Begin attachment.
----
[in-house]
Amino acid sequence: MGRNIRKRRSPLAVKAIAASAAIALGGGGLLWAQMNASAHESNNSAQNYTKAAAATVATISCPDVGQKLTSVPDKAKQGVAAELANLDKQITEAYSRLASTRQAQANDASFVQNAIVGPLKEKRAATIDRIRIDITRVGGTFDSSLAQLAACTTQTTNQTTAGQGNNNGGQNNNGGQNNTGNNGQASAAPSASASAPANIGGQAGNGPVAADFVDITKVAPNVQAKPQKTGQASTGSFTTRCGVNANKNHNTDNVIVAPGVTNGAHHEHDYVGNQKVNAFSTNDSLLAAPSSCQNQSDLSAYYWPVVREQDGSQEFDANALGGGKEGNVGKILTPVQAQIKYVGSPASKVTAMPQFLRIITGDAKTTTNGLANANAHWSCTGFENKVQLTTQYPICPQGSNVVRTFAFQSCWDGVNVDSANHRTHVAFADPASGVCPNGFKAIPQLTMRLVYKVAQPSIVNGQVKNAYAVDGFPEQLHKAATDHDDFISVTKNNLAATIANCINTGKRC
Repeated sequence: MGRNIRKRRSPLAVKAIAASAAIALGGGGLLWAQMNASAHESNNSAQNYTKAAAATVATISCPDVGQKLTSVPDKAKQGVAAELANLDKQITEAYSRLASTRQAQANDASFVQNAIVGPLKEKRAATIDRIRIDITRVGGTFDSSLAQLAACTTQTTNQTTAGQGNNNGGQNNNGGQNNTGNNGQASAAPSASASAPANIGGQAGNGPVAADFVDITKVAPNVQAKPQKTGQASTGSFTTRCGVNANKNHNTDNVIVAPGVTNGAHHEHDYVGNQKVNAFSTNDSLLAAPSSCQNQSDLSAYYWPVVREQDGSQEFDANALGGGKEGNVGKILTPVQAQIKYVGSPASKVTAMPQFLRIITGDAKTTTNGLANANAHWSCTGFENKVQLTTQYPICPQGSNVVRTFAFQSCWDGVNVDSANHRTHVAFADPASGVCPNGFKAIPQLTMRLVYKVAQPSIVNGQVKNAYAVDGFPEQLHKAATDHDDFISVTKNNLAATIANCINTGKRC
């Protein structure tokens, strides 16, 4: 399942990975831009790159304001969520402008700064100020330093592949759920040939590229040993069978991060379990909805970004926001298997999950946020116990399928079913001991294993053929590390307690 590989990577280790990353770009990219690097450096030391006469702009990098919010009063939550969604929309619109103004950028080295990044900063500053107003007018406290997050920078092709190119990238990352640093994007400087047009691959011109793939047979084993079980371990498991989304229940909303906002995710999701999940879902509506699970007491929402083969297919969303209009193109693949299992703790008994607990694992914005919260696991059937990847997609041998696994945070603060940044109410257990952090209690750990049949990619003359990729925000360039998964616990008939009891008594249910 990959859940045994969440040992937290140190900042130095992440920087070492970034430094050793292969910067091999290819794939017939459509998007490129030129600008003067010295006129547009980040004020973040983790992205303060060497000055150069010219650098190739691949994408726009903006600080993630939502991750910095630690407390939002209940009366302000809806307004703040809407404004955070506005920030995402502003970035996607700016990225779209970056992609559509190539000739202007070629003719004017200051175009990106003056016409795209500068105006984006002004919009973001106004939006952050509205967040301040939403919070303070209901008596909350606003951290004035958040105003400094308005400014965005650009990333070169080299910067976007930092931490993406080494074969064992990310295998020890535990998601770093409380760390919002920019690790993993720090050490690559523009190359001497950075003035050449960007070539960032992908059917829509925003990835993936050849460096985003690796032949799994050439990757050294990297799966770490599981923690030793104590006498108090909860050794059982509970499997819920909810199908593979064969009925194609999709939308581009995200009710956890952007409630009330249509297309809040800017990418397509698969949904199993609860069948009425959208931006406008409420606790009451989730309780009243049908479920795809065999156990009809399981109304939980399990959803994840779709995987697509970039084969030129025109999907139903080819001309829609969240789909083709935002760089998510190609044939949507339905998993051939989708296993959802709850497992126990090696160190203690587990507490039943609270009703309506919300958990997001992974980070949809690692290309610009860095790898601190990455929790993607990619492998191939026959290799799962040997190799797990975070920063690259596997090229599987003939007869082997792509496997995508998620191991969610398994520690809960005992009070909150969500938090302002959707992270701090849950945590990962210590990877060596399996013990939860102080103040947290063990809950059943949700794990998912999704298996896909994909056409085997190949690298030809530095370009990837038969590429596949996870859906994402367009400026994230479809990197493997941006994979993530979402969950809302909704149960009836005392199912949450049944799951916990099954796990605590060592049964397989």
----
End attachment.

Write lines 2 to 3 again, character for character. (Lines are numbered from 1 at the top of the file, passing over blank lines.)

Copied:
Amino acid sequence: MGRNIRKRRSPLAVKAIAASAAIALGGGGLLWAQMNASAHESNNSAQNYTKAAAATVATISCPDVGQKLTSVPDKAKQGVAAELANLDKQITEAYSRLASTRQAQANDASFVQNAIVGPLKEKRAATIDRIRIDITRVGGTFDSSLAQLAACTTQTTNQTTAGQGNNNGGQNNNGGQNNTGNNGQASAAPSASASAPANIGGQAGNGPVAADFVDITKVAPNVQAKPQKTGQASTGSFTTRCGVNANKNHNTDNVIVAPGVTNGAHHEHDYVGNQKVNAFSTNDSLLAAPSSCQNQSDLSAYYWPVVREQDGSQEFDANALGGGKEGNVGKILTPVQAQIKYVGSPASKVTAMPQFLRIITGDAKTTTNGLANANAHWSCTGFENKVQLTTQYPICPQGSNVVRTFAFQSCWDGVNVDSANHRTHVAFADPASGVCPNGFKAIPQLTMRLVYKVAQPSIVNGQVKNAYAVDGFPEQLHKAATDHDDFISVTKNNLAATIANCINTGKRC
Repeated sequence: MGRNIRKRRSPLAVKAIAASAAIALGGGGLLWAQMNASAHESNNSAQNYTKAAAATVATISCPDVGQKLTSVPDKAKQGVAAELANLDKQITEAYSRLASTRQAQANDASFVQNAIVGPLKEKRAATIDRIRIDITRVGGTFDSSLAQLAACTTQTTNQTTAGQGNNNGGQNNNGGQNNTGNNGQASAAPSASASAPANIGGQAGNGPVAADFVDITKVAPNVQAKPQKTGQASTGSFTTRCGVNANKNHNTDNVIVAPGVTNGAHHEHDYVGNQKVNAFSTNDSLLAAPSSCQNQSDLSAYYWPVVREQDGSQEFDANALGGGKEGNVGKILTPVQAQIKYVGSPASKVTAMPQFLRIITGDAKTTTNGLANANAHWSCTGFENKVQLTTQYPICPQGSNVVRTFAFQSCWDGVNVDSANHRTHVAFADPASGVCPNGFKAIPQLTMRLVYKVAQPSIVNGQVKNAYAVDGFPEQLHKAATDHDDFISVTKNNLAATIANCINTGKRC